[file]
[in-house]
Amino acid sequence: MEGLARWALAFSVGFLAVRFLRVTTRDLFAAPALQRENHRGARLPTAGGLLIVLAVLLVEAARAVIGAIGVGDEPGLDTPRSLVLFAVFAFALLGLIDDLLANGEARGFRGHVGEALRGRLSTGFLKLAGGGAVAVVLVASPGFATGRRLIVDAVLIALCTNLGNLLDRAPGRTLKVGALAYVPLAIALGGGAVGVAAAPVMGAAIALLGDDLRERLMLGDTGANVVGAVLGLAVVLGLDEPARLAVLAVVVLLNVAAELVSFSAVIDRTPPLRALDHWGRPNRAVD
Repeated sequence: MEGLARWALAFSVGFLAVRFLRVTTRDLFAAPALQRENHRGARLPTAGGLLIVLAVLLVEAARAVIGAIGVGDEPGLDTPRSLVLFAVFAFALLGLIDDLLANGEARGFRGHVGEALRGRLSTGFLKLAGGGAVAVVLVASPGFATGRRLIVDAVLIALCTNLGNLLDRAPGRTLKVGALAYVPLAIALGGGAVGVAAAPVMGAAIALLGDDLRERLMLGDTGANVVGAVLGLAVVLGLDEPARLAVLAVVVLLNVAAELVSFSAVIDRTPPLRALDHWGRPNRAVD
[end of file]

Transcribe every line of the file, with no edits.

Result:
[in-house]
Amino acid sequence: MEGLARWALAFSVGFLAVRFLRVTTRDLFAAPALQRENHRGARLPTAGGLLIVLAVLLVEAARAVIGAIGVGDEPGLDTPRSLVLFAVFAFALLGLIDDLLANGEARGFRGHVGEALRGRLSTGFLKLAGGGAVAVVLVASPGFATGRRLIVDAVLIALCTNLGNLLDRAPGRTLKVGALAYVPLAIALGGGAVGVAAAPVMGAAIALLGDDLRERLMLGDTGANVVGAVLGLAVVLGLDEPARLAVLAVVVLLNVAAELVSFSAVIDRTPPLRALDHWGRPNRAVD
Repeated sequence: MEGLARWALAFSVGFLAVRFLRVTTRDLFAAPALQRENHRGARLPTAGGLLIVLAVLLVEAARAVIGAIGVGDEPGLDTPRSLVLFAVFAFALLGLIDDLLANGEARGFRGHVGEALRGRLSTGFLKLAGGGAVAVVLVASPGFATGRRLIVDAVLIALCTNLGNLLDRAPGRTLKVGALAYVPLAIALGGGAVGVAAAPVMGAAIALLGDDLRERLMLGDTGANVVGAVLGLAVVLGLDEPARLAVLAVVVLLNVAAELVSFSAVIDRTPPLRALDHWGRPNRAVD